Action: Use leave-tree harvesting instead of clearcutting
Key messagesRead our guidance on Key messages before continuing
- Two studies (including one randomized, replicated, controlled, before-and-after study) in the USA found that compared to clearcutting, leaving a low density of trees during harvest did not result in higher salamander abundance.
- Two studies (including one randomized, replicated, controlled, before-and-after study) in the USA found that compared to no harvesting, leaving a low density of trees during harvest decreased salamander abundance and changed species composition.
- One randomized, replicated, controlled, before-and-after study in the USA found that compared to unharvested plots, the proportion of female salamanders carrying eggs, eggs per female or proportion of juveniles were similar or lower in harvested plots that included leave-tree harvests, depending on species and time since harvest.
Leave-tree harvest retains a low density of high-quality trees uniformly through the forest stand. Trees can be retained in groups or dispersed and may contain trees with structural characteristics important to wildlife. Compared to clearcutting, this type of management can help maintain forest species.
Supporting evidence from individual studies
A controlled, before-and-after study in 1994–1997 in a hardwood forest in Virginia, USA (Harpole & Haas 1999) found that leave-tree harvesting decreased relative abundance of salamanders in a similar way to clearcutting. Captures decreased significantly after both leave-tree harvesting (before: 8; one year after: 4; three years after: 1 amphibian/search) and clearcutting (before: 10; one year after: 7; three years after: 1/search). Abundance did not differ significantly within the unharvested plot (before: 10; one year after: 10; three years after: 8). Treatments on 2 ha plots were: leave-tree (up to 16 trees/ha retained), clearcutting (up to 12 wildlife and dead trees retained) and unharvested. Salamanders were monitored along 15 x 2 m transects with artificial cover objects (50/plot).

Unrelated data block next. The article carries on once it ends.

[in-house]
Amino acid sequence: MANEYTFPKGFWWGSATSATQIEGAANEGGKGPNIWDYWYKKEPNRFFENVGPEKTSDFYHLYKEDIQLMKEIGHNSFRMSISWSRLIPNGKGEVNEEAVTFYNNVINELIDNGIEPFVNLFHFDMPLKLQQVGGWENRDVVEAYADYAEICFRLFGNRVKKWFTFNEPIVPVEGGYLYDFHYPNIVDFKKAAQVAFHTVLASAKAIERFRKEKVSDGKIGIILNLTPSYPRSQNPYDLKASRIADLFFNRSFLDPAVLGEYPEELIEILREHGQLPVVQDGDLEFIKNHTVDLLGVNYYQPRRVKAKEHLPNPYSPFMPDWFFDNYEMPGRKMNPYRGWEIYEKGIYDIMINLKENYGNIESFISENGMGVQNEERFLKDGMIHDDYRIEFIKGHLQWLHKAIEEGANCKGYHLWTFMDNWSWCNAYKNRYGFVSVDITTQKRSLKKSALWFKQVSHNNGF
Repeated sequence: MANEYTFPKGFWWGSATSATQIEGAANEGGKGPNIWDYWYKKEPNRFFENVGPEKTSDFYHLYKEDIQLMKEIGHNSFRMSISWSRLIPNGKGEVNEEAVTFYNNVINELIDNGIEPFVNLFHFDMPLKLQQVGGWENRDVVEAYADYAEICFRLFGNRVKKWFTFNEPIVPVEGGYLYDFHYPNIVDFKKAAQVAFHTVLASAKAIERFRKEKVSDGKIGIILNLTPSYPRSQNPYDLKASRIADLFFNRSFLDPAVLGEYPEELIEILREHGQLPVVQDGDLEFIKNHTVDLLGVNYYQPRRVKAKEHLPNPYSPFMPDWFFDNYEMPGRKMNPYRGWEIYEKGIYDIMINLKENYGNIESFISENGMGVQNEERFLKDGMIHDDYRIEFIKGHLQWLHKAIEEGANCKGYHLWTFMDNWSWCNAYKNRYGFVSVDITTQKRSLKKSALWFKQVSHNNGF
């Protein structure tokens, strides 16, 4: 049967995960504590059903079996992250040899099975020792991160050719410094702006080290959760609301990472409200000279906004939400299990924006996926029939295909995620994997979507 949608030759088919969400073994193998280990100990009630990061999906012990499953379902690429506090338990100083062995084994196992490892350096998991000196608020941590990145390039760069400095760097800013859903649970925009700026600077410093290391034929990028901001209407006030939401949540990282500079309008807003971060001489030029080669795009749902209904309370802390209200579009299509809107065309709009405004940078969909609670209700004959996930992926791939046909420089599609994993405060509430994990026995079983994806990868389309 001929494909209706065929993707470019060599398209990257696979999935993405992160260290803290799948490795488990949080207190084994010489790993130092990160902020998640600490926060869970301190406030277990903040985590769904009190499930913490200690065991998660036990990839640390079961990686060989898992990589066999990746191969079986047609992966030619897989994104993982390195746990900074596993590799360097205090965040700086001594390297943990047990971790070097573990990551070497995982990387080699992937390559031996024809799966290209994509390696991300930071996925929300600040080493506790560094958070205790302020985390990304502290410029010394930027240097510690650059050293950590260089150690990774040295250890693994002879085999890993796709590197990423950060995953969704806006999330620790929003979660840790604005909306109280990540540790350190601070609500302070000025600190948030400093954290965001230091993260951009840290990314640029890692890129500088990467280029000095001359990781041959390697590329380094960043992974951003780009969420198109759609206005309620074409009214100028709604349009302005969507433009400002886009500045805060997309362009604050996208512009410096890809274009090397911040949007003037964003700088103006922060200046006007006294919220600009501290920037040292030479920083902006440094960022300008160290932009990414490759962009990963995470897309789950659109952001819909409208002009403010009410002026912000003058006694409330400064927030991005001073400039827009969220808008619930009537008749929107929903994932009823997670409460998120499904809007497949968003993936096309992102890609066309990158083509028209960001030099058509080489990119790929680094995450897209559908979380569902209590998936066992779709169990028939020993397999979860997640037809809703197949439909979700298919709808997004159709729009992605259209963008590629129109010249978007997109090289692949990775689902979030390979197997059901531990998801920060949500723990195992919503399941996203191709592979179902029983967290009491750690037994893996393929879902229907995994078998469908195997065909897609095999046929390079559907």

A randomized, replicated, controlled, before-and-after study in 1993–1999 of five harvested hardwood forests in Virginia, USA (Knapp et al. 2003) found that leave-tree harvesting did not result in higher salamander abundances than clearcutting (see also Homyack & Haas 2009). Abundance was similar in the leave-tree and clearcut plots (2 vs 1/30 m2 respectively). Abundance was significantly lower than unharvested plots (6/30 m2). Species composition differed before and three years post-harvest. There was no significant difference in the proportion of females carrying eggs or eggs/female for red-backed salamander Plethodon cinereus (7 eggs) or mountain dusky salamander Desmognathus ochrophaeus (12–13 eggs) in unharvested and harvested treatments (leave-tree, shelterwoods and clearcut with wildlife trees or snags left). The proportion of juveniles was similar except for slimy salamander Plethodon glutinosus, which had a significantly lower proportion in harvested plots. There were five sites with 2 ha plots with the following treatments: leave-tree harvest (up to 50 trees/ha retained uniformly; average 28%), clearcutting, other harvested treatments and an unharvested control. Salamanders were monitored on 9–15 transects (2 x 15 m)/plot at night in April–October. One or two years of pre-harvest and 1–4 years of post-harvest data were collected.
In a continuation of a previous study (Knapp et al. 2003), a randomized, replicated, controlled study in 1994–2007 of six hardwood forests in Virginia, USA (Homyack & Haas 2009) found that leave-tree harvesting did not result in higher salamander abundance compared to clearcutting up to 13 years after harvest. Abundance was similar between treatments (4 vs 2/transect respectively) and significantly lower than unharvested plots (7/transect). Proportions of juveniles and eggs/female were significantly lower in harvested (leave-tree, shelterwoods, group cutting and clearcut with wildlife trees or snags left) compared to unharvested treatments for mountain dusky salamander Desmognathus ochrophaeus and juveniles for red-backed salamander Plethodon cinereus. Proportions of females carrying eggs for slimy salamander Plethodon glutinosus and southern ravine salamanders Plethodon richmondii were similar in harvested and unharvested plots. There were six sites with 2 ha plots randomly assigned to treatments: leave-tree harvest (25–45 trees/ha retained), clearcutting, other harvested treatments and an unharvested control. Treatments were in 1994–1998 and salamanders were monitored at night along nine 2 x 15 m transects/site.
- Harpole D.N. & Haas C.A. (1999) Effects of seven silvicultural treatments on terrestrial salamanders. Forest Ecology and Management, 114, 349-356
- Knapp S.M., Haas C.A., Harpole D.N. & Kirkpatrick R.L. (2003) Initial effects of clearcutting and alternative silvicultural practices on terrestrial salamander abundance. Conservation Biology, 17, 752-762
- Homyack J.A. & Haas C.A. (2009) Long-term effects of experimental forest harvesting on abundance and reproductive demography of terrestrial salamanders. Biological Conservation, 142, 110-121